I hate running. I always have. If you’ve been following me on Facebook or Instagram you’re probably wondering why the hell I’m about to run my second 5K. Let’s go back in time for a minute so I can explain.
The following words used to give me major anxiety . . .
- Shuttle Run
- Pull Ups
- Curl Ups
- THE MILE
Did that bring back any memories? Those are all tests that my classmates and I were publically graded on for the Presidential Physical Fitness Test which started in elementary school.
Each day for a week there would be a different test to complete. I remember on the day of these fitness tests powwowing with the other un-athletic kids (a mix of husky kids, nerdy skinny kids, and kids that just didn’t give a shit about sports) about how we would finagle our way out of them.
- “Do you think they’ll let me skip if I say I don’t feel good?”
- “If you hold my knees during the curl ups, I’ll say you did enough to pass.”
- “I can’t run a mile. I’m walking the whole thing.”
- “Ok if you walk the whole thing I will too. We’ll stick together”
- “They can’t do anything about it if we all walk together.”
- “I can’t do a pull up. Can I just hang there?”
For a fat kid with no athletic abilities this time of year was institutionalized torture. You were forced to complete the tests with the rest of the class watching and silently judging you. Even the gym teacher was judging you as they gave you a look of disgust for not being able to do one pull up while they feverishly wrote down your score on their clipboard. Every single kid no matter their athletic ability was judged against the same BS standards. I quickly learned to equate my lack of fitness with failure and unworthiness.
The most dreaded of all the fitness tests was “THE MILE.” You had to run the entire thing in like 10 minutes or something like that. I was a chunky kid. I hated running. I wasn’t an athlete. I didn’t play sports. I was more interested in things like reading, writing, piano, and horse back riding. I never passed THE MILE.
The kids that didn’t pass THE MILE were called out in front of the entire class and corralled into a separate group to do it again . . . sometimes after class ended. As if public shaming was going to create some magical result that they didn’t get the first time around. The gym teacher would scream and yell at us across the outdoor track to “RUN, NO WALKING ALLOWED!!! LET’S GO! HURRY UP!”
Gym class is our first experience in life with fitness and exercise. My experiences made me loath anything related to physical fitness. It laid the foundation in my mind that I’ll never be able to run or do anything remotely athletic. I wanted nothing to do with a gym or fitness after my school years. In my opinion the Presidential Physical Fitness Test created the opposite effect of what it was intended to do. However, that’s an entirely different post!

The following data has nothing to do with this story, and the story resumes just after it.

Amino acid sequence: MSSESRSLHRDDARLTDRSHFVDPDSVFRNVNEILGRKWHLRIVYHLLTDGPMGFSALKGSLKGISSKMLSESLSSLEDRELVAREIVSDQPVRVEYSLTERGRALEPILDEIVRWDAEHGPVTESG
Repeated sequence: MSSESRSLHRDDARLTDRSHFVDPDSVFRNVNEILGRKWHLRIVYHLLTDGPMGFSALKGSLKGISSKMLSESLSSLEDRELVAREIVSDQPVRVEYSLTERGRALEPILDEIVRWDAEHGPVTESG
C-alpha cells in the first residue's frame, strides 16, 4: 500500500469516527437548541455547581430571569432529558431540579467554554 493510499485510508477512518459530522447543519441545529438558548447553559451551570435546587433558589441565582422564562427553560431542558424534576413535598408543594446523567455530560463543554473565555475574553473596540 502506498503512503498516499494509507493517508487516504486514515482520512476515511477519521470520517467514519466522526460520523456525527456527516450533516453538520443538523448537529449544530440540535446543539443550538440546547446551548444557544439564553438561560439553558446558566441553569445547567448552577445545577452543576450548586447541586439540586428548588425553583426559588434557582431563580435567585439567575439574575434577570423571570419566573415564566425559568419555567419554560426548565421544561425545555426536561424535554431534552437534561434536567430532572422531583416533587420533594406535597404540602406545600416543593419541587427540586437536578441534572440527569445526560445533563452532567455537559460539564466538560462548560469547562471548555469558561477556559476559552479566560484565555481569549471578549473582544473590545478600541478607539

So let’s get back to the point of this post. If I hate running so much why torture myself with a 5K?
1. Fitness is Now On My Terms
I still hate running. One of the reasons I’ve always hated running is because of the things that happened in my younger years with the Presidential Fitness tests. It got embedded into my brain years ago that I can’t run fast enough so why bother. That’s what those tests taught me. I was more than capable of running back then. I gave up before I even tried because I knew I couldn’t do it in under 10 minutes and if you couldn’t do that you weren’t good enough. You were lazy and pathetic. I still can’t run a mile in 10 minutes but it doesn’t matter! I get to exercise and workout on MY terms now.
2. I Need a Challenge
I ran my first 5K in December 2012 and it was the best feeling in the world. It’s a sense of accomplishment that I can’t begin to explain. I decided to do it again this October to challenge myself and keep me accountable to my fitness goals.
3. To Prove Myself Wrong
My first 5K in 2012 was the first time I ran in public since high school. I had convinced myself that I couldn’t run for a number of different reasons. Completing that 5K proved that I CAN run. It proved all those gym teachers wrong. It proved that the Presidential Physical Fitness test is a joke and a completely inaccurate way to judge kids.
To some people 3 miles may be nothing but to me it’s everything and then some. Those 3 miles of running non-stop represent more to me than just winning a medal. It represents doing something I was told I couldn’t do and publicly shamed for. Yes I can do it and so can you!
4. For My Inner Fat Kid
I’m doing another 5K for my inner fat kid and all the other fat kids out there that are being shamed by their gym teachers and classmates right now. Running this 5K represents hope for all the kids that are told they HAVE to run a mile in 10 minutes or they aren’t good enough. You can run it, jog it, or walk it and you are still amazing. It doesn’t matter how you finish . . it just matters that you give it your all!
5. Because I Can
Most importantly I’m doing it simply because I can. I have a body that is healthy and I want to use it. I have 2 strong legs with some serious calf muscles that were made for taking me anywhere I want to go. I may not be the fastest or the most athletic but I’m me and I can do this.
“If you run, you are a runner. It doesn’t matter how fast or how far. It doesn’t matter if today is your first day or if you’ve been running for twenty years. There is no test to pass, no license to earn, no membership card to get. You just run.”
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